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Business writing for entrepreneurs (Part 3)

By News Express on 24/10/2016

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This week in our business writing tutorials, we would be explaining the item – your customers – the importance and role it plays in the whole gamut of business planning and strategy management. 

Who are your customers? Who are your products or services meant for? Who are your targets? Where are they and how do you get them to patronise and keep patronising you?

Why would they leave out others to patronise you and why would anybody recommend or refer you for patronage?

Whatever the business is – whatever the product or service – think through who it’s meant for, who is the target, what values you are bringing to the said target, etcetera.

What are your strategies of reaching them and expanding the coverage? How do you intend to meet and keep meeting their specific and special needs to maintain and grow your market share?

Do you know your customer and what you are offering? What values are you bringing to the market? Does the market need the product and does it need it now? What’s the unique thing about our product that differentiates it from those of your competition?

What’s our strategy to reach the customer? How do you retain and grow them?

How do you develop a bonding between you and the market – that is brand development, etcetera?

Who is your customer?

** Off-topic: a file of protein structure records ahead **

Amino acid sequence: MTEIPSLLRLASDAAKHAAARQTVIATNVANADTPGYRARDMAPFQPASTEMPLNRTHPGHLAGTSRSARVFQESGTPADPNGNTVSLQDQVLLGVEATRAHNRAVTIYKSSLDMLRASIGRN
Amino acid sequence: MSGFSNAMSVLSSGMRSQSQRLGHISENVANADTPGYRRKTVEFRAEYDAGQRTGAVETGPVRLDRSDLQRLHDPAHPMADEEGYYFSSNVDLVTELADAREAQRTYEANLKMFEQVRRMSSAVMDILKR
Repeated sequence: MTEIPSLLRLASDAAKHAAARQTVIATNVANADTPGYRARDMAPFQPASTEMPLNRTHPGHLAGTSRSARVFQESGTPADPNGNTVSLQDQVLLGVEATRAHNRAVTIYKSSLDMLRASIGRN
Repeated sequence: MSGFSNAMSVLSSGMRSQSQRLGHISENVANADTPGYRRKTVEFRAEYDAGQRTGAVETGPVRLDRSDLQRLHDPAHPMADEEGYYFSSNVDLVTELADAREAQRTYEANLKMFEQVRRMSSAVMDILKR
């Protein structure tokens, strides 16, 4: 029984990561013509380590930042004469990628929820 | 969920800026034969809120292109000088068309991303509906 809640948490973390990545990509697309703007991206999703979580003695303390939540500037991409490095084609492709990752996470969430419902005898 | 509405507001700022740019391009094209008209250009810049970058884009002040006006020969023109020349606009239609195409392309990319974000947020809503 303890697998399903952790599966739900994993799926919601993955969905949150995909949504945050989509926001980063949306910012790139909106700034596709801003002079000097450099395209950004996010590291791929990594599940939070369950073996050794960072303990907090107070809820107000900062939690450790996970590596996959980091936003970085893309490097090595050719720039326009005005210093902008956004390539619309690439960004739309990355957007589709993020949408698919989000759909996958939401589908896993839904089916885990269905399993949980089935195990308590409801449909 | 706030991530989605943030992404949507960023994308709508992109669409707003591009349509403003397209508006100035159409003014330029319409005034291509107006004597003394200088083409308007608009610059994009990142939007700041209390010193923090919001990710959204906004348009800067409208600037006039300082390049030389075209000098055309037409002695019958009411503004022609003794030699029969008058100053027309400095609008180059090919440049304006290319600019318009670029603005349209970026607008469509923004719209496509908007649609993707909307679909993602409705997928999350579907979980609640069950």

There are many possible customers; buyers, users, influencers, administrators, and distributors. So who is your customer? When looking through a jobs-to-be-done lens, we see that they are all trying to get a job done, but not the same job. Of course, companies want to help any and all potential customers get their unique jobs done better, earning their loyalty. The key to success, however, is knowing who the primary customer is and the hierarchy to follow to optimise value creation and profits.

Misleading Myths

When asked ‘who is your customer?’, companies often tell us that they serve many customers. This includes internal and external customers, distributors, buyers, influencers, employees, and so on. Calling them all “customers” is common, even acceptable. But it perpetuates a myth that misleads. They are not all customers in the true sense of the word. Companies are making a mistake when they give all these constituents an equal or greater priority than they give their primary customer. This leads to focusing time and energy in the wrong places, inhibiting a company’s ability to create value and grow.

How do you decide who the primary customer is? Concluding that the distributor, the purchasing department, or the buyer is the primary customer is almost always a mistake. Products and services exist to help someone get a functional job done, not so that someone can distribute, buy, or install them. Of course, companies have to make sure its distributors, buyers, contractors, sales team, and employees are all happy, but they are not the reason the company exists. When deciding who the customer is, the focus should always be on the people using the product. They are the ones for whom value is being created and the reason why the market and the product exists.